Veterinary technicians have been educated in the care and handling of animals, the basic principles of normal and abnormal life processes, and in many laboratory and clinical procedures. In general, veterinary technicians obtain 2-4 years of post-high school education and have an Associate's or Bachelor's degree in veterinary technology. They must pass a credentialing examination and keep up-to-date with continuing education to be considered licensed/registered/certified (the term used varies by state) veterinary technicians.
In recent times, pharmacy technicians also speak directly with the patients on the phone to aid in the awareness of taking medications on time.[1][2][3][4] In many countries, both developed and developing, the relative importance of pharmacy technicians within the pharmacy workforce has been amplified in recent years, largely as a reaction to pharmacist shortages, resulting in an increase in their numbers and responsibilities;[5] alternative medicine, pharmacotherapeutics, customer care, retail and hospital software systems, inventory management, and infection control.[4][6]
A pharmacy technician is a health care provider who performs pharmacy-related functions, generally working under the direct supervision of a licensed pharmacist. Pharmacy technicians work in a variety of locations (usually in community, retail, and hospital pharmacies), but can also work for long-term care facilities, pharmaceutical manufacturers, third-party insurance companies, computer software companies, or in government or teaching. Job duties include dispensing prescription drugs and other medical devices to patients and instructing on their use. They may also perform administrative duties in pharmaceutical practice, such as reviewing prescription requests with doctor's offices and insurance companies to ensure correct medications are provided and payment is received.
A pharmacy technician is a health care provider who performs pharmacy-related functions, generally working under the direct supervision of a licensed pharmacist. Pharmacy technicians work in a variety of locations (usually in community, retail, and hospital pharmacies), but can also work for long-term care facilities, pharmaceutical manufacturers, third-party insurance companies, computer software companies, or in government or teaching. Job duties include dispensing prescription drugs and other medical devices to patients and instructing on their use. They may also perform administrative duties in pharmaceutical practice, such as reviewing prescription requests with doctor's offices and insurance companies to ensure correct medications are provided and payment is received.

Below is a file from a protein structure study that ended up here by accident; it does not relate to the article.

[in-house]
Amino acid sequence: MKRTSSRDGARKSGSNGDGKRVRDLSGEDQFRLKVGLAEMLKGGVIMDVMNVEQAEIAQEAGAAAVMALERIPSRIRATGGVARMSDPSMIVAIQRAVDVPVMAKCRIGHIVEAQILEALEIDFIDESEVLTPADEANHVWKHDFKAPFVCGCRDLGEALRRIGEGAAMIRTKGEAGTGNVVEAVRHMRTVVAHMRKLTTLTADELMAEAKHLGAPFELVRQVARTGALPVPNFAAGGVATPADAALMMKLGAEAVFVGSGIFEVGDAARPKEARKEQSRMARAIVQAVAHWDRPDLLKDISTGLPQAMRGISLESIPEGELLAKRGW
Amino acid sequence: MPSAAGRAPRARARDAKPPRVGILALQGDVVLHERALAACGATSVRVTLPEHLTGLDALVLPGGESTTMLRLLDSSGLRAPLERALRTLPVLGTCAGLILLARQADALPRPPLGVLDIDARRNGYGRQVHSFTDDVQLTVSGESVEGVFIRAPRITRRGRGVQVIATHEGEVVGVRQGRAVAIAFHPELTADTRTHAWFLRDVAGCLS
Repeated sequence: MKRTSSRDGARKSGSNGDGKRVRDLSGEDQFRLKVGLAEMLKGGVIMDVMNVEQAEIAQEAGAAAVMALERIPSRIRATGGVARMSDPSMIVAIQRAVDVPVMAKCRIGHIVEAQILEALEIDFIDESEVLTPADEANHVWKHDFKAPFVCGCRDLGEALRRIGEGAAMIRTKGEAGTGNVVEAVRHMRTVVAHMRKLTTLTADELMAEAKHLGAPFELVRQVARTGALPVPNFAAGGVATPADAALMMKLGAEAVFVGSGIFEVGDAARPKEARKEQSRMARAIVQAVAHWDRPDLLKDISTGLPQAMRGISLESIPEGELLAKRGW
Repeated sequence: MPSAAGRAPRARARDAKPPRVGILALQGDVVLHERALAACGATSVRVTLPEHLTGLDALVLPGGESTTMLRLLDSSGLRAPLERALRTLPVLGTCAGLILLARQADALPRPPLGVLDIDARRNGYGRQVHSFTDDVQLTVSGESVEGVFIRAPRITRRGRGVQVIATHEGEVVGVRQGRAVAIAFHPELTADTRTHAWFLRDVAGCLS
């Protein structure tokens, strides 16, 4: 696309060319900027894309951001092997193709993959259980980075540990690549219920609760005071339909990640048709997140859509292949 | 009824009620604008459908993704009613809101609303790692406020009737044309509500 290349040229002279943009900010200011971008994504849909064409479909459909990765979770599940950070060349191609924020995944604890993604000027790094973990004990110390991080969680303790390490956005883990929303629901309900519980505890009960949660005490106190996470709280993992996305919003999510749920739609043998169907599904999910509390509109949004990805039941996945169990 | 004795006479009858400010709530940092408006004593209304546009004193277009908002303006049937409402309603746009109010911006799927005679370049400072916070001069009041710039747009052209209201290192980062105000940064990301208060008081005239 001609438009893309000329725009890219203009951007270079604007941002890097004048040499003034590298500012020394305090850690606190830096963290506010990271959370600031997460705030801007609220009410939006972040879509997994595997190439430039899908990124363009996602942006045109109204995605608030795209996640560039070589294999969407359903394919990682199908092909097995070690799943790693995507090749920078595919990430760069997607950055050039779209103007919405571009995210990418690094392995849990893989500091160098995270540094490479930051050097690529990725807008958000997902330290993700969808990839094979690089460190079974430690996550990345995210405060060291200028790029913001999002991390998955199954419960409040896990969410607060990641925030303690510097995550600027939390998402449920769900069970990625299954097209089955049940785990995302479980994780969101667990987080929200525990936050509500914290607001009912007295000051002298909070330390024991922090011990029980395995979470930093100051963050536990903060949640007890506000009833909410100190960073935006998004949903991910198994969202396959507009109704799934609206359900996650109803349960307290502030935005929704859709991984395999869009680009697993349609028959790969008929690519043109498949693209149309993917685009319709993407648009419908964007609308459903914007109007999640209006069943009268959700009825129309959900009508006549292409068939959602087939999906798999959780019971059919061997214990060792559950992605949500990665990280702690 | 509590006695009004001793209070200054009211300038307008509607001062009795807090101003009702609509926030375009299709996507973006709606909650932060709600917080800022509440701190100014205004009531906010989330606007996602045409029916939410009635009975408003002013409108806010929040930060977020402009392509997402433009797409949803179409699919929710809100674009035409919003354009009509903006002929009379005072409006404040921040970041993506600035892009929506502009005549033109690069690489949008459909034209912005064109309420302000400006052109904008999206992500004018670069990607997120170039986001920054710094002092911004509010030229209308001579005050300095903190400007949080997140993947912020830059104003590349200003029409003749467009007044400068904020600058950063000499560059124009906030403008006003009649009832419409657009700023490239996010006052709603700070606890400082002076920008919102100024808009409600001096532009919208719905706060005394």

Bad breath? As you may know, your pet can have bad breath due to a number of oral hygiene abnormalities. The veterinary technician in most hospitals will be able to discuss with you the causes of bad breath and ways to treat the problem. Just like the dental hygienist that you may visit, s/he has been trained to clean your pet's teeth using a machine called an ultrasonic cleaner.  The veterinary technician will also evaluate your pet's teeth, taking any concerns she may have to the veterinarian. 
The number of vehicles in use is expected to continue to rise. More entry-level service technicians will be needed to perform basic maintenance and repair, such as replacing brake pads and changing oil, on these vehicles. New technologies, however, such as electric vehicles, may limit future demand for automotive service technicians and mechanics because these vehicles will be more reliable and thus require less frequent maintenance and repair.

The Texas State Board of Pharmacy is the state agency responsible for the licensing/registration of Texas pharmacists, pharmacy technicians, and pharmacies; for establishing regulations for pharmacy practice; and for disciplining licensees and registrants. Look here for information about the Board's mission, Compact with Texans, policies and guidelines, members, staff, public information reports, statutes, meeting agendas, calendar of events and more.
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